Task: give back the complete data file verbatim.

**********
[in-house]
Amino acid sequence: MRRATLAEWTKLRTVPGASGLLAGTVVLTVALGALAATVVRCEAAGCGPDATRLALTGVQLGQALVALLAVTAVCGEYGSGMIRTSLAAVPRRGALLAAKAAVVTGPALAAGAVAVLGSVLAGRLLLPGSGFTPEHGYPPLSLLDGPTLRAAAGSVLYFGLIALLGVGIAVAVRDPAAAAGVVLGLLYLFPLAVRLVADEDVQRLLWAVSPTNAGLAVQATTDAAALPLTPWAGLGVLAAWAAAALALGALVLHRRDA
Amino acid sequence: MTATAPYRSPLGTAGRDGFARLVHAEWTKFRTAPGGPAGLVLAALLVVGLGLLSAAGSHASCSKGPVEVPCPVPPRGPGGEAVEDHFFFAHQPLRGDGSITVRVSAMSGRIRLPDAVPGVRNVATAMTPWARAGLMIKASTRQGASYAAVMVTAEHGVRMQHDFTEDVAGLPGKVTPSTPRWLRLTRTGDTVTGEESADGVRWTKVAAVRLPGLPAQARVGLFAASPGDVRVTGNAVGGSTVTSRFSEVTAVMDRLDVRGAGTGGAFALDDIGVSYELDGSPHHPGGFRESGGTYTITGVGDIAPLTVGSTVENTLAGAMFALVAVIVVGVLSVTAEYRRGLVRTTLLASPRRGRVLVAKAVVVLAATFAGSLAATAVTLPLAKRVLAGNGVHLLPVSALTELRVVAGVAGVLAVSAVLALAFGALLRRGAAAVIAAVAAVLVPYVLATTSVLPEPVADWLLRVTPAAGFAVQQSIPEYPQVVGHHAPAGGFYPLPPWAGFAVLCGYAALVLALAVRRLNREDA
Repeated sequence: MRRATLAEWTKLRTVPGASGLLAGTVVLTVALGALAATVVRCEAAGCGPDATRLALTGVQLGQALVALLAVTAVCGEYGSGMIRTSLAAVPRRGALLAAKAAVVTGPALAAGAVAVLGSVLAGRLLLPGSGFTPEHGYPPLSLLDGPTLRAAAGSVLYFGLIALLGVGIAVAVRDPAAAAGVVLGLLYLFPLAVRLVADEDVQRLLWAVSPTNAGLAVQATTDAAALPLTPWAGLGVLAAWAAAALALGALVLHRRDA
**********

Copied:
[in-house]
Amino acid sequence: MRRATLAEWTKLRTVPGASGLLAGTVVLTVALGALAATVVRCEAAGCGPDATRLALTGVQLGQALVALLAVTAVCGEYGSGMIRTSLAAVPRRGALLAAKAAVVTGPALAAGAVAVLGSVLAGRLLLPGSGFTPEHGYPPLSLLDGPTLRAAAGSVLYFGLIALLGVGIAVAVRDPAAAAGVVLGLLYLFPLAVRLVADEDVQRLLWAVSPTNAGLAVQATTDAAALPLTPWAGLGVLAAWAAAALALGALVLHRRDA
Amino acid sequence: MTATAPYRSPLGTAGRDGFARLVHAEWTKFRTAPGGPAGLVLAALLVVGLGLLSAAGSHASCSKGPVEVPCPVPPRGPGGEAVEDHFFFAHQPLRGDGSITVRVSAMSGRIRLPDAVPGVRNVATAMTPWARAGLMIKASTRQGASYAAVMVTAEHGVRMQHDFTEDVAGLPGKVTPSTPRWLRLTRTGDTVTGEESADGVRWTKVAAVRLPGLPAQARVGLFAASPGDVRVTGNAVGGSTVTSRFSEVTAVMDRLDVRGAGTGGAFALDDIGVSYELDGSPHHPGGFRESGGTYTITGVGDIAPLTVGSTVENTLAGAMFALVAVIVVGVLSVTAEYRRGLVRTTLLASPRRGRVLVAKAVVVLAATFAGSLAATAVTLPLAKRVLAGNGVHLLPVSALTELRVVAGVAGVLAVSAVLALAFGALLRRGAAAVIAAVAAVLVPYVLATTSVLPEPVADWLLRVTPAAGFAVQQSIPEYPQVVGHHAPAGGFYPLPPWAGFAVLCGYAALVLALAVRRLNREDA
Repeated sequence: MRRATLAEWTKLRTVPGASGLLAGTVVLTVALGALAATVVRCEAAGCGPDATRLALTGVQLGQALVALLAVTAVCGEYGSGMIRTSLAAVPRRGALLAAKAAVVTGPALAAGAVAVLGSVLAGRLLLPGSGFTPEHGYPPLSLLDGPTLRAAAGSVLYFGLIALLGVGIAVAVRDPAAAAGVVLGLLYLFPLAVRLVADEDVQRLLWAVSPTNAGLAVQATTDAAALPLTPWAGLGVLAAWAAAALALGALVLHRRDA